A Jew walks into a bar

24 minutes

Your name here

9 minutes

The swimmer

12 minutes

Agnes Callard on the agency of becoming

31 minutes

9at38

18 minutes

Being a stand-up comedian is hard. It’s even harder when it’s against your religion

Have you heard this one before? An ultra-Orthodox Jew breaks the rules by going online, falls in love with stand-up comedy, and starts performing in clubs to help manage his crippling social anxiety. With deadpan delivery, and often wearing traditional Jewish Orthodox clothing, David Finkelstein has developed a comedic sensibility that connects with audiences at open mics in New York City. But even as he grows ever more comfortable on stage and finds a second home in the comedy community, the experience is rife with challenges and compromises. Finkelstein is still devout and attempts to adhere to as many of his religion’s rules as possible, even as he operates in a cultural ‘grey area’ by performing. This means no physical contact with women, no vulgarity, and no shows on the Sabbath, which nixes the desirable slots on Friday and Saturday night. And, most challenging of all, it means navigating between two very different worlds as he tries to keep the faith while pursuing his passion.

An endearing fish-out-of-water tale that grapples meaningfully with questions of religious values, culture and mental health, A Jew Walks into a Bar follows Finkelstein as he tries to establish himself in the stand-up scene. The short is one-third of the US filmmaker Jonathan Miller’s feature-length documentary Standing Up (2019), which follows three unlikely stand-ups as they pursue comedy in New York.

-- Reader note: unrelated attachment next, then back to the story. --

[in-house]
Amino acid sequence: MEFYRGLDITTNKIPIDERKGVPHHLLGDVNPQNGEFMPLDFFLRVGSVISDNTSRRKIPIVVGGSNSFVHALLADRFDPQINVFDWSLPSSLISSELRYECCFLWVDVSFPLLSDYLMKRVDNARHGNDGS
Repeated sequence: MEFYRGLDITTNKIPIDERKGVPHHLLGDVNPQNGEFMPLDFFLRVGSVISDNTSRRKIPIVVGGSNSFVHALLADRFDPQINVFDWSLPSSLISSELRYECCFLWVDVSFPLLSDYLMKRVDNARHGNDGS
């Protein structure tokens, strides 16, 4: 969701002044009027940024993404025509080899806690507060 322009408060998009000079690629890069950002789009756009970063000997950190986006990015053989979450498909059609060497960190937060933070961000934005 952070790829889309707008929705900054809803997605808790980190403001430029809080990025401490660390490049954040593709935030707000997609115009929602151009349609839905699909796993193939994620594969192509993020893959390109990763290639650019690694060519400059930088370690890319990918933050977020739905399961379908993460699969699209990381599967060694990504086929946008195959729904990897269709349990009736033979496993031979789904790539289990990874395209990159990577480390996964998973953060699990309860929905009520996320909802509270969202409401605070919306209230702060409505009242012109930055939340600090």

Director: Jonathan Miller

Producers: Colin Bernatzky, Katharine Accardo

Website: Standing Up

‘From dream to reality!’ The 1960s spoof that marked the dawn of self-aware advertising

At its height in the 1940s and ’50s, the now-defunct Calvin Company of Kansas City, Missouri was one of the largest and most successful producers of advertising films in the United States. With Your Name Here (1960), Calvin Company offered a wry, tongue-in-cheek satire of its own advertising style. Beginning with a generic retelling of human history before transitioning to a jingoistic story of American exceptionalism, a narrator declares that, for all our collective striving, ingenuity and brilliance, happiness still somehow eludes us. So what’s the solution? A more satisfying tobacco-smoking experience, of course. Or more leisure time. Or whatever it is that your product, service or institution offers. While today the self-aware commercial is a genre unto itself, it’s somewhat jarring to see the form so cleverly executed in this peculiar short, released at the dawn of the Mad Men era – a time when exceeding earnestness in advertising was very much still in fashion.